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2016 was the hottest year on record and human activity is to blame, scientists announced on Wednesday.

The National Oceanic and Atmospheric Administration (NOAA) found that 2016 was 1.69 degrees warmer than the mid-20th century average. The average temperature across the Earth’s land and ocean surfaces was 58.69 degrees. It was the largest margin by which an annual global temperature record has ever been broken, NOAA said.

In 2016, global warming delivered scorching temperatures around the world. The resulting extreme weather means the impacts of climate change on people are coming sooner and with more ferocity than expected, according to scientists.

The record-smashing temperatures led to searing heatwaves across the year and warmer oceans saw coral mortality of up to 50% in parts of Australia’s Great Barrier Reef and bleaching of 75% of Japan’s biggest reef.

Record high temperatures were set on nearly every continent. No land areas were cooler than average for the year.

Since the start of the 21st century, the annual global temperature record has been broken five times — 2005, 2010, 2014, 2015, and 2016.

“The science is clear and headed in one direction,” said Lou Leonard with the World Wildlife Fund. “Human-caused changes in climate are putting the lives of both people and wildlife at risk. From disappearing Arctic ice in Alaska to greater storm surges along our nation’s coastlines to heatwaves in America’s heartland, nature is sending a distress call.”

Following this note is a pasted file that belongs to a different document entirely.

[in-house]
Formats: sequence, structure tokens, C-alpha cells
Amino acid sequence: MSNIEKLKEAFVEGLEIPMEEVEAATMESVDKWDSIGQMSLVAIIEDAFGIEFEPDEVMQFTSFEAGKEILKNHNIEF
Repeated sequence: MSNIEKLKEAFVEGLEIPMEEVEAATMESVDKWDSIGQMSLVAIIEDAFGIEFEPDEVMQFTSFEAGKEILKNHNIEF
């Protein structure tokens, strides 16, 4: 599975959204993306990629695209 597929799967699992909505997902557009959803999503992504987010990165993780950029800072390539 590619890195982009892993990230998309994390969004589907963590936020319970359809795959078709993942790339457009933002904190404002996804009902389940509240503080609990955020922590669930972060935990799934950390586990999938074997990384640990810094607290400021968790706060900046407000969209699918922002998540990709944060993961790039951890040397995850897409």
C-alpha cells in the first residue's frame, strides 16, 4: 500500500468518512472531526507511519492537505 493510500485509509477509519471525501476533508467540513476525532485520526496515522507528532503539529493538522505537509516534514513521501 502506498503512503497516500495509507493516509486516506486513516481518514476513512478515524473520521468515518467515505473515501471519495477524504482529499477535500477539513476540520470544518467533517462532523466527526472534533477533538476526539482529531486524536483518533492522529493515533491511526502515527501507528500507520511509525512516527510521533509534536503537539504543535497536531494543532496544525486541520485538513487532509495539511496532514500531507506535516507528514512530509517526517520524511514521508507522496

The announcement came days before the inauguration of President-elect Donald Trump, who has said that climate change is a hoax perpetrated by China.

Prof Michael Mann, a climate scientist at Pennsylvania State University, said: “The spate of record-warm years that we have seen in the 21st century can only be explained by human-caused climate change. The effect of human activity on our climate is no longer subtle. It’s plain as day, as are the impacts – in the form of record floods, droughts, superstorms and wildfires – that it is having on us and our planet.”

“While there may be some cost in mitigating climate change, there are already major costs in damages,” said Prof Kevin Trenberth, a scientist at the US National Center for Atmospheric Research, who estimates the costs as already tens of billions of dollars a year. “Yet if sensible approaches are implemented in the right way for [cutting emissions] and building resilience, the increases in energy efficiency can actually make it a net gain, not only for the planet for for everyone.”

The World Meteorological Organization and the climate monitoring agencies of Europe and Japan previously came to similar conclusions regarding 2016’s record temperature.

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